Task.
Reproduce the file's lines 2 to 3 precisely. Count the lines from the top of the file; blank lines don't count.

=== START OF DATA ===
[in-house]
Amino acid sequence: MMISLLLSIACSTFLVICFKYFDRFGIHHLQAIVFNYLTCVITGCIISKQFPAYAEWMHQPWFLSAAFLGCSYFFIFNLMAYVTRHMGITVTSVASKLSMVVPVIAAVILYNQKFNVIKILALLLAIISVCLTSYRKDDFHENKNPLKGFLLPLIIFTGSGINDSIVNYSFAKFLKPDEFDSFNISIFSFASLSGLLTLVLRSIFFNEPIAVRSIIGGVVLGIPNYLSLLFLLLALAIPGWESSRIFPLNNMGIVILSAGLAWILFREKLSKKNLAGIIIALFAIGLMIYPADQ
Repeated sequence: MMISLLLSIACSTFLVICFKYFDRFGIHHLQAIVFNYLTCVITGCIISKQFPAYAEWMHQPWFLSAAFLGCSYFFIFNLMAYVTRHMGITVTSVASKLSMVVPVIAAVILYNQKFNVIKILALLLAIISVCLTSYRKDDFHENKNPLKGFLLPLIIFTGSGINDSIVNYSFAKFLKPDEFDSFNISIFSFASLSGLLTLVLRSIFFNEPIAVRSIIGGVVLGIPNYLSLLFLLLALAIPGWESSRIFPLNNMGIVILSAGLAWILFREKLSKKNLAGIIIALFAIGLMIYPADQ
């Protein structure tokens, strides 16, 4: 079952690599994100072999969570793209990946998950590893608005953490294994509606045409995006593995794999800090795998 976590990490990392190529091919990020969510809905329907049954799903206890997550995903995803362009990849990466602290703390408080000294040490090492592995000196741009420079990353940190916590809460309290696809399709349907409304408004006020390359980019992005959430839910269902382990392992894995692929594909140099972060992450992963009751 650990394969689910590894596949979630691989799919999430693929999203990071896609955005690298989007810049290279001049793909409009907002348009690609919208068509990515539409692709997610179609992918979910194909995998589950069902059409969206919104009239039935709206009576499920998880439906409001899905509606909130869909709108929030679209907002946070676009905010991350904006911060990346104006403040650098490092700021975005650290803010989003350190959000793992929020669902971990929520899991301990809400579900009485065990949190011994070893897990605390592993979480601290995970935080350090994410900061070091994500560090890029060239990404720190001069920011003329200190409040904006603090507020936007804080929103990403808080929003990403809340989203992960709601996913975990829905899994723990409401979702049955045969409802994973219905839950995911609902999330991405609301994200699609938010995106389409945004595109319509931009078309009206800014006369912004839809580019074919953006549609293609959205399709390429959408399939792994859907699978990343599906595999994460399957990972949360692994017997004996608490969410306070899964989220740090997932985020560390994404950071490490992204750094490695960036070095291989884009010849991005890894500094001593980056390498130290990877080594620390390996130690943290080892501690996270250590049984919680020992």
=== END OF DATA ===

Amino acid sequence: MMISLLLSIACSTFLVICFKYFDRFGIHHLQAIVFNYLTCVITGCIISKQFPAYAEWMHQPWFLSAAFLGCSYFFIFNLMAYVTRHMGITVTSVASKLSMVVPVIAAVILYNQKFNVIKILALLLAIISVCLTSYRKDDFHENKNPLKGFLLPLIIFTGSGINDSIVNYSFAKFLKPDEFDSFNISIFSFASLSGLLTLVLRSIFFNEPIAVRSIIGGVVLGIPNYLSLLFLLLALAIPGWESSRIFPLNNMGIVILSAGLAWILFREKLSKKNLAGIIIALFAIGLMIYPADQ
Repeated sequence: MMISLLLSIACSTFLVICFKYFDRFGIHHLQAIVFNYLTCVITGCIISKQFPAYAEWMHQPWFLSAAFLGCSYFFIFNLMAYVTRHMGITVTSVASKLSMVVPVIAAVILYNQKFNVIKILALLLAIISVCLTSYRKDDFHENKNPLKGFLLPLIIFTGSGINDSIVNYSFAKFLKPDEFDSFNISIFSFASLSGLLTLVLRSIFFNEPIAVRSIIGGVVLGIPNYLSLLFLLLALAIPGWESSRIFPLNNMGIVILSAGLAWILFREKLSKKNLAGIIIALFAIGLMIYPADQ